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John Byrne
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Posted: 23 December 2018 at 5:09pm | IP Logged | 16 post reply

Again, you’re jumping back and forth between Shakespeare and Stratford Will as if they are undeniably the same person. But where is the connection?

Look, I have experienced this in my own life. For years the IMDb attributed work by Tilda Swinton’s significant other to me, just because we had the same name. When I was growing up in Calgary there was an established painter with the same name. Several times I had to say “Nope, not me!”

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Steven Brake
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Posted: 23 December 2018 at 5:52pm | IP Logged | 17 post reply

But the whole notion of a pseudonym being misattributed to another man presumes that a pseudonym was ever used - for which no evidence has been give. Some conjecture, but no evidence. If we discount names as evidence, we logically cannot accept the attribution of ANY works to any Elizabethan/Jacobean playwright, and perhaps up to the nineteenth century. Is it really probable that someone (let's say Oxford) created the unusual pseudonym William Shakespeare, and that there was also a William Shakespeare involved to some degree in the theatre (amongst other things) at the same time? That this same Will Shakespeare had a son named Hamnet, nearly identical to the name Hamlet?

But let's return to the plays themselves. If they are the product of a well-educated mind, why are they so riddled with historical and geographical errors, as Jonson rather snarkily pointed out? Why does Oxford forget the genealogies that assured him of his place in Elizabethan society? Why, in Richard III, doesn't he make more of the role played by his predecessor, John de Vere, the 13th Earl, in winning the crown for Henry Richmond, Elizabeth's grandfather? If the plays are meant to represent an aristocratic mind, why are so many nobles shown in an ignoble light? Why is Richard II, generally seen as the last undisputed king of England, with a line of descent going directly back to William The Conqueror, portrayed as such a spiteful, capricious brat? Surely a member of nobility such as Oxford would insist upon the worth bestowed upon him by his pedigree?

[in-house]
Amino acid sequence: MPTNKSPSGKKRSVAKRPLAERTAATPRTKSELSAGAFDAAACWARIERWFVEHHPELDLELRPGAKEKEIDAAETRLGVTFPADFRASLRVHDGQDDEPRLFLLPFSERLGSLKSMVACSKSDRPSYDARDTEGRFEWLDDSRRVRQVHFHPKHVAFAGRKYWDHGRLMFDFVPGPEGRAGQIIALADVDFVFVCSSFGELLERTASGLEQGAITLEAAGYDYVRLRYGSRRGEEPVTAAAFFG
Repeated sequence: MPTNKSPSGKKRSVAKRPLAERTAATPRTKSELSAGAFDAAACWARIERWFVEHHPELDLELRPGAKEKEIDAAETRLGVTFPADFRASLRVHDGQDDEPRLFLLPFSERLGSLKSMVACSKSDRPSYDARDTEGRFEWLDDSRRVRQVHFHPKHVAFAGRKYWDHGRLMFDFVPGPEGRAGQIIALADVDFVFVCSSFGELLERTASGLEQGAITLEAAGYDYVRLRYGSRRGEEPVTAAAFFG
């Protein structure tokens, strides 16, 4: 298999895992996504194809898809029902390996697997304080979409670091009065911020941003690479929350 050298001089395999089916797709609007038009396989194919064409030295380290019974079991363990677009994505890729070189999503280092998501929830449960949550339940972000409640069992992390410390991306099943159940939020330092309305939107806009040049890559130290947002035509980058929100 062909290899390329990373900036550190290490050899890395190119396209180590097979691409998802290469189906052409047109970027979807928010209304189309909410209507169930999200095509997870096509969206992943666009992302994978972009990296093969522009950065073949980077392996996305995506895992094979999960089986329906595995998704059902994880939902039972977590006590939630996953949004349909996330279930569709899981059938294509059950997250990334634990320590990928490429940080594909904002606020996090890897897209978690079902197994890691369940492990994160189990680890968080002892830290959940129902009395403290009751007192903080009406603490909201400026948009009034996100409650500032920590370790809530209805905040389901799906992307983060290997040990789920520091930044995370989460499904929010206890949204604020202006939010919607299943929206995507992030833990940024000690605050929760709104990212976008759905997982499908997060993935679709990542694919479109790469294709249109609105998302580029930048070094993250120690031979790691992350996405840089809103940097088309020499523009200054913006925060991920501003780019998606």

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John Byrne
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Posted: 23 December 2018 at 7:25pm | IP Logged | 18 post reply

The first use of “Shakespeare” in connection to the work styled it “Shake-speare”. The hyphen followed by a lower case letter was a not uncommon way of indicating a made-up name. To an Elizabethan audience, it might well have read as a pseudonym—especially if the identity of the true author was an open secret.
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Steven Brake
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Posted: 24 December 2018 at 12:36pm | IP Logged | 19 post reply

But if the author was an open secret, why was a pseudonym used, or even necessary? Why, when Meres praises Shakespeare and Oxford, does he regard them as two different people? Does this mean that he wasn't in on the secret, or that he was but was pretending to play along?
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Petter Myhr Ness
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Posted: 24 December 2018 at 2:08pm | IP Logged | 20 post reply

In Elizabethan times it would have been unheard of for a gentleman to have his plays performed for the public. For a private circle, fine, but for public consumption? Hence the need for a pseudonym. 
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Steven Brake
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Posted: 24 December 2018 at 3:10pm | IP Logged | 21 post reply